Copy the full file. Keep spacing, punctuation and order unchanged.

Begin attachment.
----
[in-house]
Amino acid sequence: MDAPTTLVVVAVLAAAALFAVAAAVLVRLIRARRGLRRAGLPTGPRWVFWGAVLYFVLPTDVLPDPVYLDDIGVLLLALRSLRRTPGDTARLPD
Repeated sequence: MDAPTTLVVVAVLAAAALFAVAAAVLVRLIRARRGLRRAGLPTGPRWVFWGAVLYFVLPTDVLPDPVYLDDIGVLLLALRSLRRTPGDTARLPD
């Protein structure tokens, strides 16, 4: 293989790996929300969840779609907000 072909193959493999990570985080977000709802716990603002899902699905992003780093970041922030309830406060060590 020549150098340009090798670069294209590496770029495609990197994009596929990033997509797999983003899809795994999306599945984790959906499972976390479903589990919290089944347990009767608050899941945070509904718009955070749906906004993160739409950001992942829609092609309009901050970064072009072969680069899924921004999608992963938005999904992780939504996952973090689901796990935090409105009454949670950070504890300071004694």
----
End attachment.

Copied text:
[in-house]
Amino acid sequence: MDAPTTLVVVAVLAAAALFAVAAAVLVRLIRARRGLRRAGLPTGPRWVFWGAVLYFVLPTDVLPDPVYLDDIGVLLLALRSLRRTPGDTARLPD
Repeated sequence: MDAPTTLVVVAVLAAAALFAVAAAVLVRLIRARRGLRRAGLPTGPRWVFWGAVLYFVLPTDVLPDPVYLDDIGVLLLALRSLRRTPGDTARLPD
């Protein structure tokens, strides 16, 4: 293989790996929300969840779609907000 072909193959493999990570985080977000709802716990603002899902699905992003780093970041922030309830406060060590 020549150098340009090798670069294209590496770029495609990197994009596929990033997509797999983003899809795994999306599945984790959906499972976390479903589990919290089944347990009767608050899941945070509904718009955070749906906004993160739409950001992942829609092609309009901050970064072009072969680069899924921004999608992963938005999904992780939504996952973090689901796990935090409105009454949670950070504890300071004694």